Tag Archives: addiction

Adult Children of Alcoholics

It will never happen to meAdult Children of Alcoholics: “Upon reaching adulthood, the majority of children of alcoholics continue to experience problems related to trust, dependency, control, identification and expression of feelings.” – Claudia Black It Will Never Happen to Me: Children of Alcoholics As Youngsters-Adolescents-Adults

The Real Scoop on Narcissism from Cause to Lived Experience

Narcissism South Lake Union TherapyIn our culture, the term naricissist is used often, informally and carries a pejorative connotation.  Jari Chevalier’s podcast, Living Hero, examines narcissism from all angles and provides a more humanistic perspective on the clinical meaning of the word. Continue reading

The Real Cause of Addiction

Broken Heart The Real Cause of Addiction

This is one of the best articles on addiction I’ve read in a long time.  It echoes what I have seen and experienced around attachment and safety the lengths to which humans will go to find comfort in their absence.  Continue reading

Book Recommendations

Book Recommendations

Of all the books I have read recently, these are my favorites.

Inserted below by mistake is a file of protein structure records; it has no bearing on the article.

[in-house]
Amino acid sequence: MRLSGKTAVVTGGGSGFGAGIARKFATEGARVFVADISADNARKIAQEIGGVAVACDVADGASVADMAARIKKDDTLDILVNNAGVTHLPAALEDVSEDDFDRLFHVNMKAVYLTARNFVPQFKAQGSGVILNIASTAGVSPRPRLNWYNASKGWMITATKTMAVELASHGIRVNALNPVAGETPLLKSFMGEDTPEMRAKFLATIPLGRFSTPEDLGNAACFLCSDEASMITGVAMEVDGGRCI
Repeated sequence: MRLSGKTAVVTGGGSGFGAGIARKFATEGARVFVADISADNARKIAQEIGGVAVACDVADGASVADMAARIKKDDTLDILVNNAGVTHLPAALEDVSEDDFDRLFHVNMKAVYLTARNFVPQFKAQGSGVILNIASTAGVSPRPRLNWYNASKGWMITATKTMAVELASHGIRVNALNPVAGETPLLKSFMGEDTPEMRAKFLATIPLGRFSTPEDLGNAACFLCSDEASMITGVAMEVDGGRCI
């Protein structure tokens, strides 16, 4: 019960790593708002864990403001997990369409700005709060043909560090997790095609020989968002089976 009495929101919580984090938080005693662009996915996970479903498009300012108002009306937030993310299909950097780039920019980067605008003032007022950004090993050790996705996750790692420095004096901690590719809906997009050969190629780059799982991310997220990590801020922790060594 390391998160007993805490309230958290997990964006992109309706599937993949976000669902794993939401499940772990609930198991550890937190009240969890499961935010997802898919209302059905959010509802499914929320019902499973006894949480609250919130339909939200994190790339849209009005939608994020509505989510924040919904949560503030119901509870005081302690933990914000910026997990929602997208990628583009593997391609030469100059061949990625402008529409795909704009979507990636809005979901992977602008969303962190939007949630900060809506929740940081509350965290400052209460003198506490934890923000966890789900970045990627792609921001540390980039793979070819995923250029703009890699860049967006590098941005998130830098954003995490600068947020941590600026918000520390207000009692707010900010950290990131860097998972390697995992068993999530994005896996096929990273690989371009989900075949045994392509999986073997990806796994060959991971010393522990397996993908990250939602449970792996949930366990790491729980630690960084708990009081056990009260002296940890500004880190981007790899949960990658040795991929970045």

What I liked most about Coming Apart is the author’s framing of “failed” relationships not as failures but as developmental tools which promote growth and awareness.

Coming Apart South Lake Union Therapy

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R.I.P. Robin Williams

Robin WilliamsR.I.P. Robin Williams

I suspect that Robin William’s immense talent and his chronic struggle with addiction were inextricably linked in ways most of us will never understand. In the words of Gabor Mate, “The difference between passion and addiction is that between a divine spark and a flame that incinerates.” Continue reading

Shame- The Atlantic Monthly

Scarlet LetterShame- The Atlantic Monthly

I came across this article on shame by Robert Karen in the bibliography of a presentation on narcissistic wounding and the part it plays in addiction. In his article, Karen includes the historical and social aspects of shame as well as the individual experience. He draws a distinction between “normal” and “pathological” shame.  “Pathological shame is an irrational sense of defectiveness, a feeling not of having crossed the boundary but of having been born there.”

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